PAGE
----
Nothing’s going on out there that we can post about. Even the incurably crazed websites we prowl for amusement aren’t very amusing today. So let’s talk about one of the most famous anti-science episodes in Western history, the Galileo affair.
As you know, Galileo was hauled before the Inquisition and charged with heresy for publishing a book describing evidence for — gasp! — the solar system. That was clearly contrary to scripture, so it couldn’t be tolerated. We know of two specific scripture passages were used as evidence against him during the trial:
Ecclesiastes 1, verse 5: The sun also ariseth, and the sun goeth down, and hasteth to his place where he arose.
Joshua 10:13: And the sun stood still, and the moon stayed, until the people had avenged themselves upon their enemies. Is not this written in the book of Jasher? So the sun stood still in the midst of heaven, and hasted not to go down about a whole day.
Additionally, he was threatened with torture. Being no fool, Galileo confessed (see Recantation of Galileo. June 22, 1633). His book, Dialogue Concerning the Two Chief World Systems, was banned and placed on the Index Librorum Prohibitorum, and he was kept under house arrest for the remaining seven years of his life. According to Wikipedia’s list of authors and works listed on the Index Librorum Prohibitorum, more than a century after it was banned, a censored version of Galileo’s book was permitted in 1741, and almost another century passed until the entire book was finally removed from the Index — in 1835.
You know all that. But what was Galileo’s telescopic evidence demonstrating the solar system? You’ve heard about the phases of Venus, but what was that all about? Have you ever seen it illustrated in a diagram? Well, here you go then. Check this out:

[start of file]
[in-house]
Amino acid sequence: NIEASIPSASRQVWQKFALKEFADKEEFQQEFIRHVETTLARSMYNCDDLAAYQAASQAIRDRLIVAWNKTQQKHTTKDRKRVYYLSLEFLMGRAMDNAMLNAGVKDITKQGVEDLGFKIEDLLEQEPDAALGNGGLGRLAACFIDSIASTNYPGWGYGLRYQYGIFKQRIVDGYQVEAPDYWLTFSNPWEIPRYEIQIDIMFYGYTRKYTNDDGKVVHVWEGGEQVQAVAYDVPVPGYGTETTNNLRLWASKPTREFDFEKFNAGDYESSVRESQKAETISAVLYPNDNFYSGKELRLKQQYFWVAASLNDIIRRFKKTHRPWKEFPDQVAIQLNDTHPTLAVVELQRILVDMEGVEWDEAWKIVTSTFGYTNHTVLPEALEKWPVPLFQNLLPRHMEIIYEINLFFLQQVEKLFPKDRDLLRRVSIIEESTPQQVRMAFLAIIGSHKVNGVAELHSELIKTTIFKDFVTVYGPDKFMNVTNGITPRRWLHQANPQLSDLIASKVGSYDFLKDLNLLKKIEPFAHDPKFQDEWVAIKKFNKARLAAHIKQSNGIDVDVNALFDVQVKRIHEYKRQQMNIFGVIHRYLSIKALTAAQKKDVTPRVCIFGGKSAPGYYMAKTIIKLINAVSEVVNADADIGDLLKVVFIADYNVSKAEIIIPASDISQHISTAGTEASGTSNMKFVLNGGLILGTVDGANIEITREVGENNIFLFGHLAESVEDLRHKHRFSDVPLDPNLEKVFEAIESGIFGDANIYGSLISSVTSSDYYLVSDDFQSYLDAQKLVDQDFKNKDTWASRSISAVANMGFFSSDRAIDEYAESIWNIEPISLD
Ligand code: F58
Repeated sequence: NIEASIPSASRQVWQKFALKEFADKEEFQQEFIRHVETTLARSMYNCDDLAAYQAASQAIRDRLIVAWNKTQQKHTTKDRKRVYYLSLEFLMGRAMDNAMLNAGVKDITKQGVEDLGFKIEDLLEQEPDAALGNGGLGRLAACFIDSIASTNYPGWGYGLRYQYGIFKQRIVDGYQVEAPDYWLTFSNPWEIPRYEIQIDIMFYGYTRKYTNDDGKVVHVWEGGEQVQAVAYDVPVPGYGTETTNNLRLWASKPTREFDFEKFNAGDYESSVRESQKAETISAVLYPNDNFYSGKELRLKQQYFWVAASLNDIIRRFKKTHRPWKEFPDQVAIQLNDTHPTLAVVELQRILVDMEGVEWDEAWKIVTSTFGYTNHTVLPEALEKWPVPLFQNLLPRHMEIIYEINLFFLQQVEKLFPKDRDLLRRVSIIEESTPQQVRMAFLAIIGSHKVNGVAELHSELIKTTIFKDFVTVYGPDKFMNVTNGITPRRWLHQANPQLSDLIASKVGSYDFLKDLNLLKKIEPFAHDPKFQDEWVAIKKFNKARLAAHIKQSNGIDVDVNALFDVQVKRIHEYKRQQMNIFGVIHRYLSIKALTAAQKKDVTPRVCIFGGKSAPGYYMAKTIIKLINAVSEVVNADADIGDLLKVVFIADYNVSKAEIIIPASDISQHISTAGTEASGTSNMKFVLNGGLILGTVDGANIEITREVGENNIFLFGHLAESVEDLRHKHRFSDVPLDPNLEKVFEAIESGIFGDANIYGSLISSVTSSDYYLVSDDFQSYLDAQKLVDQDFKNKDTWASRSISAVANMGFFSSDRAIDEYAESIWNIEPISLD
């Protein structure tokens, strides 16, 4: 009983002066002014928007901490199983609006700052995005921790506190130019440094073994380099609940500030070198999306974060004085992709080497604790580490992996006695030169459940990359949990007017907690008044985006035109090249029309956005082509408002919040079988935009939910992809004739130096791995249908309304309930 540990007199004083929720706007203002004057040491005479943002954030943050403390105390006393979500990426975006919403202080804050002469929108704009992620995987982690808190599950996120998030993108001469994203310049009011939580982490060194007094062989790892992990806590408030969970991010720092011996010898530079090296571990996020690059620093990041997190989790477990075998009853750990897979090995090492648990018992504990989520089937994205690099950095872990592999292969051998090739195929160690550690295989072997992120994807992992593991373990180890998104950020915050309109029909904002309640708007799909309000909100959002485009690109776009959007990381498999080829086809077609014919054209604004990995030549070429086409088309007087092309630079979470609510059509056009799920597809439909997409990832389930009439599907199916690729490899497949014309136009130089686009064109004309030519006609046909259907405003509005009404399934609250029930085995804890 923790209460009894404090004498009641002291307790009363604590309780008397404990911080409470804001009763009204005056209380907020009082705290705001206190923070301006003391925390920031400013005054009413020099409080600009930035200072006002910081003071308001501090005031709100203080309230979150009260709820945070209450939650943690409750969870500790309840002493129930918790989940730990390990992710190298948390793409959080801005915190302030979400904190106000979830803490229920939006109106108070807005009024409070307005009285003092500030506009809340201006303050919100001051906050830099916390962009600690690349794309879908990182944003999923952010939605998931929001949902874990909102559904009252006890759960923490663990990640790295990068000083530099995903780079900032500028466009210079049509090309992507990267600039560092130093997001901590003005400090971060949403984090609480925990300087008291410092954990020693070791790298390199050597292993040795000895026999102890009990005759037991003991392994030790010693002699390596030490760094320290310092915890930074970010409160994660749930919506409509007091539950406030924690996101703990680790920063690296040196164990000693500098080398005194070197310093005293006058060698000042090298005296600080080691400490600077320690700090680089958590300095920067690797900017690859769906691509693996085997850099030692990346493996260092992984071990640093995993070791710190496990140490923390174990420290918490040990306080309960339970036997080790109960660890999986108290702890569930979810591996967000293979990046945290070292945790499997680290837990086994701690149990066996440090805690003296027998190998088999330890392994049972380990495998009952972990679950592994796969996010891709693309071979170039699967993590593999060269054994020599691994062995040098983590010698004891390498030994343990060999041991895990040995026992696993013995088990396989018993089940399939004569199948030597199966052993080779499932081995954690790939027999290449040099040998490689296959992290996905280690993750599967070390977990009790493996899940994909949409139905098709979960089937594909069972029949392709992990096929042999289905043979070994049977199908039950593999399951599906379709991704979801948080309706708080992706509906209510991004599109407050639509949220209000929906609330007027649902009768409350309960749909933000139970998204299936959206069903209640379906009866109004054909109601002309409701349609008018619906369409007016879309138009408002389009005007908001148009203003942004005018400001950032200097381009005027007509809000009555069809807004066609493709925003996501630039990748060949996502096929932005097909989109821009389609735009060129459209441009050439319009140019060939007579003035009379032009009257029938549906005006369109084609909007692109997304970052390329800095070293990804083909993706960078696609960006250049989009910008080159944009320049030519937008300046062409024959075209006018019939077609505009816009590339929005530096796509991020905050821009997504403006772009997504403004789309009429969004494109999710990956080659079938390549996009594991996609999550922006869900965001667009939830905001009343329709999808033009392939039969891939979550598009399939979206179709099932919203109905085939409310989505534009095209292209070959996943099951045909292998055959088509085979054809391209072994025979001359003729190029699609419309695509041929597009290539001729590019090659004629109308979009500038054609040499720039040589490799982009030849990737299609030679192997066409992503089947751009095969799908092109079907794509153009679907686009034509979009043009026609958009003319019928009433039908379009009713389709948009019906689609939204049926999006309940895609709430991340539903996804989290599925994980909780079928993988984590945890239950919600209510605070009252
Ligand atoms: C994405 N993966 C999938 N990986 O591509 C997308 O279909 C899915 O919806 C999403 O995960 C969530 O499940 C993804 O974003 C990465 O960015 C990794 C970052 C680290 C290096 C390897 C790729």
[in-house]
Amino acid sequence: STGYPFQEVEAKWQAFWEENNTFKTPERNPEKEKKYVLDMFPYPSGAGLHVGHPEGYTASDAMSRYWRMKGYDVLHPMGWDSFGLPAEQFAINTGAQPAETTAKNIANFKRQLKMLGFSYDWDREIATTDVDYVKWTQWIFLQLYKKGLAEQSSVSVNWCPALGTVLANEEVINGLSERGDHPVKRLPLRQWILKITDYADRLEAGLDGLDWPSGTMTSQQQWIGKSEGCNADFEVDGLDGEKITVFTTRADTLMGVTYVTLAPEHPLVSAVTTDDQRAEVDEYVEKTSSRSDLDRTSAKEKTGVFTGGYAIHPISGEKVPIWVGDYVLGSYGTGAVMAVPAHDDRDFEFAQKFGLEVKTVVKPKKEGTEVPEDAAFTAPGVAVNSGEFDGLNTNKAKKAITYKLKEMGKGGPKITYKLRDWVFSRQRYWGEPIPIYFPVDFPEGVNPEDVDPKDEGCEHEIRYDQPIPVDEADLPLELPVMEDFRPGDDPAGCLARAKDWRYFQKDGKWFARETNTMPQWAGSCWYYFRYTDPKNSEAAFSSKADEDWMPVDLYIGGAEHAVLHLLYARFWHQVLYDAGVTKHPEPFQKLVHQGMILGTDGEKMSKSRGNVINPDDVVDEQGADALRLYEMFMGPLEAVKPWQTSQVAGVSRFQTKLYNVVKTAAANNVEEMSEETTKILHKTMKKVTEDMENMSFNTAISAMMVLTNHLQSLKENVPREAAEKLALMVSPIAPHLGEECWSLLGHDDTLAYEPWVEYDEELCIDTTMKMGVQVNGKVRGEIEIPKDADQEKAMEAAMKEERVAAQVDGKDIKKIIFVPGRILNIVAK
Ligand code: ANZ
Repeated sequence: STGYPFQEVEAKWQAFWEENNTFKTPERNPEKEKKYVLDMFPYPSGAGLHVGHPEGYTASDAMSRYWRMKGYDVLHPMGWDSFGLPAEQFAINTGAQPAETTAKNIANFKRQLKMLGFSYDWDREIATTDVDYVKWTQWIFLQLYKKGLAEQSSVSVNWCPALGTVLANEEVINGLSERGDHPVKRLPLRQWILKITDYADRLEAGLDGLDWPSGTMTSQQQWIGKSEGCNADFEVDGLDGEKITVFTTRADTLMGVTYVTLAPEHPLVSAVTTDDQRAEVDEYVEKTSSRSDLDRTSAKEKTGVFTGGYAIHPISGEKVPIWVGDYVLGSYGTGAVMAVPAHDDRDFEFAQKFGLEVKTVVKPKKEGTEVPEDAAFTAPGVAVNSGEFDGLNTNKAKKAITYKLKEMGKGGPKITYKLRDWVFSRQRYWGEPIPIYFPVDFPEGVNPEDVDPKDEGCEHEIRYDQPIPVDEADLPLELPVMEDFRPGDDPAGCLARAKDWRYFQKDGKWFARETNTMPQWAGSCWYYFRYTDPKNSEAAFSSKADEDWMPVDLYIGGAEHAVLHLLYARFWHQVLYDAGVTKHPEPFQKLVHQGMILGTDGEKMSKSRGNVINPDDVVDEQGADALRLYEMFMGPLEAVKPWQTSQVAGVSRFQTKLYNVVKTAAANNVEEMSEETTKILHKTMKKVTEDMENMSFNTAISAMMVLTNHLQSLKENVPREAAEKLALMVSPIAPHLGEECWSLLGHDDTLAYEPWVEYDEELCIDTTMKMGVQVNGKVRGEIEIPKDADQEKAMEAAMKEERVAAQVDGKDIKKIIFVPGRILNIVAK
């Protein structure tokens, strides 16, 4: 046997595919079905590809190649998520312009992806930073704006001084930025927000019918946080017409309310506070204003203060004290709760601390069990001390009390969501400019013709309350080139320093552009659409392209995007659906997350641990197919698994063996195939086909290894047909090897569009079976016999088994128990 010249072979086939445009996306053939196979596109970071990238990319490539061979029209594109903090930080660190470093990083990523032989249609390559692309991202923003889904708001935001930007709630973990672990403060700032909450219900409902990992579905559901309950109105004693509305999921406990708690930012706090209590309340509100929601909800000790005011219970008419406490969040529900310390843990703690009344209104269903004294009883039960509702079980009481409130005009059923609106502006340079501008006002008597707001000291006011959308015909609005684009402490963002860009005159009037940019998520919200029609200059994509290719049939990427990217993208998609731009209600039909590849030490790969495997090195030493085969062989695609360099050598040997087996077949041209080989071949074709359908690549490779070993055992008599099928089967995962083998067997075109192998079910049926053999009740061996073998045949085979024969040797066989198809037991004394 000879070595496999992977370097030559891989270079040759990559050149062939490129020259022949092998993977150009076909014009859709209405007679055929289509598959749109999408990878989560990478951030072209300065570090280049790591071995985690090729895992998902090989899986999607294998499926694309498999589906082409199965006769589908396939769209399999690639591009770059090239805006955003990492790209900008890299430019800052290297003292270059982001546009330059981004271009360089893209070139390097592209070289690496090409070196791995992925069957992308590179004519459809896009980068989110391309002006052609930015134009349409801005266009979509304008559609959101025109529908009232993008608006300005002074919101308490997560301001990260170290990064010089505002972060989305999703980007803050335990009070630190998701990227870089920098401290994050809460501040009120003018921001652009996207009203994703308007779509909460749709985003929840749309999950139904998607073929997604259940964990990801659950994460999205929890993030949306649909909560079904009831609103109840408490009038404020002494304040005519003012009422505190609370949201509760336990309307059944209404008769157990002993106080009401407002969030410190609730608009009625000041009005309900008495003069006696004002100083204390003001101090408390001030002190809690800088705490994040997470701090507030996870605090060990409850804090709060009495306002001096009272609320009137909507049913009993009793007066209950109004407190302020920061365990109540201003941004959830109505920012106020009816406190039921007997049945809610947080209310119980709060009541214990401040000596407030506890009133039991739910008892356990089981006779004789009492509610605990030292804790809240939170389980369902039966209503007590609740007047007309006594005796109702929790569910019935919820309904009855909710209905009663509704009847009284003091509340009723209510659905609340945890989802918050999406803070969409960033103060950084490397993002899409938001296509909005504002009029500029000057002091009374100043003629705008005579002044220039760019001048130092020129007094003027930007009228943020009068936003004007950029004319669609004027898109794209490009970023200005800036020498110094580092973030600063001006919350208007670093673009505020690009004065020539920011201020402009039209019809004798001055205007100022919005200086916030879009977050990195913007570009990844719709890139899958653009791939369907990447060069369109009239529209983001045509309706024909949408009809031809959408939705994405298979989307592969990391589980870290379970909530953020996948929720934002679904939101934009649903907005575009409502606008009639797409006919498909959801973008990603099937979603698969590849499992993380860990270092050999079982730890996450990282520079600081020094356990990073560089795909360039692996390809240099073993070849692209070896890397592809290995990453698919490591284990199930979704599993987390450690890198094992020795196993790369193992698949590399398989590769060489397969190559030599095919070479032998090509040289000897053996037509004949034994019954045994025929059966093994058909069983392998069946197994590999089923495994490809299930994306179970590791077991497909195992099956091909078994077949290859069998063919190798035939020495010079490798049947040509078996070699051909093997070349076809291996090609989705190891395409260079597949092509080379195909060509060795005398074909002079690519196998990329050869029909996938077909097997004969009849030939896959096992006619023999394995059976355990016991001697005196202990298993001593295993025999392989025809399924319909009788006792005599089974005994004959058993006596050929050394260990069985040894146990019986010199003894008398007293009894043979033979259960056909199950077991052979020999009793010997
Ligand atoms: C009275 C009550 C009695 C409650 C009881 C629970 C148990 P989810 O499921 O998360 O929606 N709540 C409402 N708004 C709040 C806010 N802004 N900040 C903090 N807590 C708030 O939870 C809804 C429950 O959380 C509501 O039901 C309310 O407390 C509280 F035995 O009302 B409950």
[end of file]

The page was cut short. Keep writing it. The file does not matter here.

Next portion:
That comes from this website, The Astronomical Revolution. The first frame shows what the phases of Venus would look like from Earth if the Sun were not in the center. In that model, Venus always shows a crescent — it’s never fully lit. The second frame shows what Galileo saw, with the Sun in the center. At predictable intervals, one can see a fully lit Venus. But there’s another way to look at it.
That comes from this website, Motions of Planets – History of Science and Astronomy. It shows the scriptural view with the Sun behind the Earth. (Imagine the Earth between the Sun and the orbit of Venus.) From that perspective, Venus always appears fully lit, without phases. Galileo’s observations didn’t show that either.
That was the classic disproof of the geocentric model. But Galileo was also the first to see the four biggest moons of Jupiter, and the significance of that is sometimes overlooked. Aside from seeing four objects which clearly didn’t orbit the Earth, which alone was unsettling to the scriptural picture, there’s something else which is mostly forgotten.
An old argument for why the Earth had to be motionless was that if it moved, it would leave the Moon behind! (This was before Isaac Newton explained that gravity works “out there” as well as on Earth.) But Galileo had found four bodies that orbited Jupiter, and that were never left behind — yet everyone agreed that Jupiter was moving. So if Jupiter moved and its moons were somehow never lost, the same could apply to the Earth’s Moon as well.
Anyway, the Inquisition wasn’t impressed, and Galileo suffered the consequences. That’s how it goes when anti-science forces are in power. Oh, the Church eventually came around to accepting the solar system (see Science and the Vatican).
What about creationists who still insist on the literal truth of scripture, but who nevertheless accept the solar system? They’re either hypocrites or idiots — or both. If you haven’t seen these old posts, you may want to check them out: The Earth Does Not Move! and also, according to the bible, The Earth Is Flat!
So there you are. Some denominations are slower than others. Maybe they’ll all come around eventually. Thus endeth today’s lesson.
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